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The End of Overnight? Qualex to Shutter Nine Labs in Major Kodak Shake-up



The Fairlawn, New Jersey lab (above) is one of nine Qualex sites being shut down. It recently held a 50th anniversary celebration.

For the most part, the photo specialist is not impacted by the Qualex switch from one day to two as most have made other arrangements for ancillary work either with a local custom lab or another one-hour lab, maybe even a competitor, who has different equipment. The Qualex dollar threshold for courier service-from $5,000, higher in some areas, drove the specialist away.

Not so for Joel Paymer, owner of Camera Land, a Manhattan photo specialist, who has been one of a handful of dealers in New York that have enjoyed kid-glove treatment from the Qualex Fairlawn plant: same day return. This involved two visits a day from a route driver that was put into place to serve important Kodak customers in this highly charged market that had no on-site equipment but had to compete with dealers who did.

Fortuitously, Joel, after many years of denial, finally installed a Digital Portal one-hour lab earlier this year along with two Kodak G-3 kiosks. Now, most of his work is being done in-house and he considers the Qualex changes as "only a minor inconvenience."

Did you buy your own lab knowing 2-day/6-day was about to happen, Joel? "I didn't have a clue." His timing was perfect.

It remains to be seen how the shift from overnight to 2-day return will be taken by the retail consumer. Probably in preparation for the change to overall 2-day, Qualex kicked off its Perfect Touch processing, a $2-$3 premium service, making it's turn as 2-day standard. Brad Kruchten, Qualex president said a few months ago that PT represented over 30% of incoming orders. To at least this customer segment, the 2-day turnaround represents no change.

Wal-Mart, on the other hand, has been on a 2-day turnaround for its outlab service since Fuji stepped in and bought about eight Wal-Mart wholesale labs some years ago and now operates them as Fujicolor labs. However, Wal-Mart makes a big price concession for customers willing to wait for the 2-day service. While its on-site processing customer pays $5.52 single set and $7.92 double set, the 2-day customer pays $2.92 and $3.92, respectively. A big difference.

Qualex feels that the switch to 2-day will not have a major impact as, according to their studies, only 30% of customers actually pick up their orders the next day.

One thought being tossed around by some in the trade is that the closings are just the first step in Kodak getting out of the processing business altogether. Joel Paymer said, "Indications are that they don't want to be in the film developing business."

Asked to comment on whether Kodak was actively looking for a buyer for Qualex, a Kodak spokesperson said, "As a matter of practice we do not comment on these types of speculative questions." And the spokesperson adds, "However, we are always willing to listen to an opportunity that makes sense." (My italics -J.L.)

That Kodak might have the psyche to sell off wholesale labs has already been demonstrated overseas. This past Spring, Kodak sold it's eight processing labs in Germany to an independent wholesale operation. The same in Australia where they had two labs. These moves were no doubt driven by a worldwide sales drop of 8% for Kodak processing in 2003 vs. 2002 according to Kodak's annual report. There are still dozens of other Kodak wholesale labs serving various areas in Europe.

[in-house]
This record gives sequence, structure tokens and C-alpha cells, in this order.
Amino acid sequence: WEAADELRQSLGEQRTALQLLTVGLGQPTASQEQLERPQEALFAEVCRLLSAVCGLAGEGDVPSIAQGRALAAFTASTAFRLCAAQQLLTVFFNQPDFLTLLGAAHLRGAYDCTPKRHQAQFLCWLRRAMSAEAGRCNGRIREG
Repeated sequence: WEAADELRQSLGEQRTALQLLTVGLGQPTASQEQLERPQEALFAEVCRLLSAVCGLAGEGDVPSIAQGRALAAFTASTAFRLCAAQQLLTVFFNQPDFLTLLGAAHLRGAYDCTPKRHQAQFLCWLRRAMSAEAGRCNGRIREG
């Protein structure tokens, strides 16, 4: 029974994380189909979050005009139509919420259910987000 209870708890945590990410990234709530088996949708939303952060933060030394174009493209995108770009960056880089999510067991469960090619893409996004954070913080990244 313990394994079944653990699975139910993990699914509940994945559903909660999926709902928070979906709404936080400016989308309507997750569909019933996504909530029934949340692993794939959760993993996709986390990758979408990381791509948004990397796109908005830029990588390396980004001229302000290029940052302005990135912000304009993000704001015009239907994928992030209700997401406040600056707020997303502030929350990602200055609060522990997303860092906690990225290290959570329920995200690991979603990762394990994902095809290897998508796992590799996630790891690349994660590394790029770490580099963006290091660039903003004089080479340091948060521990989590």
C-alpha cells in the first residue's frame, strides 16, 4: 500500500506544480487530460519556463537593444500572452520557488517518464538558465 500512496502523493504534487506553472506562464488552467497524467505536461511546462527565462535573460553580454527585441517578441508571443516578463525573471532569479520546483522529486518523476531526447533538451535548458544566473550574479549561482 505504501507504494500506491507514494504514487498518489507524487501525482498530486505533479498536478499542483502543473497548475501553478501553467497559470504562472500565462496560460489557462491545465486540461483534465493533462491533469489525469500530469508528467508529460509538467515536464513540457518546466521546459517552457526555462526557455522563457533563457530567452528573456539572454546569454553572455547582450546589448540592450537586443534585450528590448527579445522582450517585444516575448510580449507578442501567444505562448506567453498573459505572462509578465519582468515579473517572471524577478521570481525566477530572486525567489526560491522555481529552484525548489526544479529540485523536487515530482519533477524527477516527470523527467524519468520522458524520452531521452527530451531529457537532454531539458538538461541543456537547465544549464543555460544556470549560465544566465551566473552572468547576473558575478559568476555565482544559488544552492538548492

There are two other firms with multiple wholesale labs, Fuji and Konica. Might they be interested in some or all of the remaining Qualex labs?

A Big Drop
The second quarter, 2004, financial statement from Eastman Kodak, released July 21, includes the following information: "Net worldwide sales for wholesale photofinishing SPG, which includes color negative paper, equipment, chemistry, and photofinishing services at Qualex in the U.S. and CIS (Consumer Imaging Services) outside the U.S., decreased 29% in the second quarter of 2004 as compared with the second quarter of 2003…"

Fuji currently has 22 labs and is already serving the market nationally. A spokesperson stated that there were no plans to close any of these labs and that Fuji is committed to serve all markets nationally. Curiously enough, while Wal-Mart is its largest customer and to whom they provide 2-day turnaround (along with Sam's Club), Fujicolor still offers next day service on local pickup routes. In my area of New Jersey, a drug store outlabbing to Fujicolor sells a 24-exp. roll for $4.88, single print, and a free roll of film.

Konica used to be a national player with 12 labs but dropped out in 1998 when they lost the Kmart business to Qualex and RiteAid bought Payless on the West Coast. Currently, they have three wholesale labs-Mt. Laurel, NJ, Scarboro, ME, and Hudson, OH. According to Todd Tereshko, Konica VP, "We offer 7-day pickup and overnight return. We will have to look very closely at what Qualex will be doing."

But, there could be changes in the Konica wind. One of their largest customers, for both equipment and processing, is Brooks Pharmacy, a New England-New York chain of 330 stores. Brooks is owned by Jean Coutu Group, the Montreal firm that was scheduled to close in July on its purchase of about 1,500 Eckerd stores, primarily in the East. Eckerd is currently served by Qualex. Might Konica have an inside track through its Brooks connection to get the Eckerd business and expand its wholesale setup with overnight compared to the Qualex 2-day/6-day?


   







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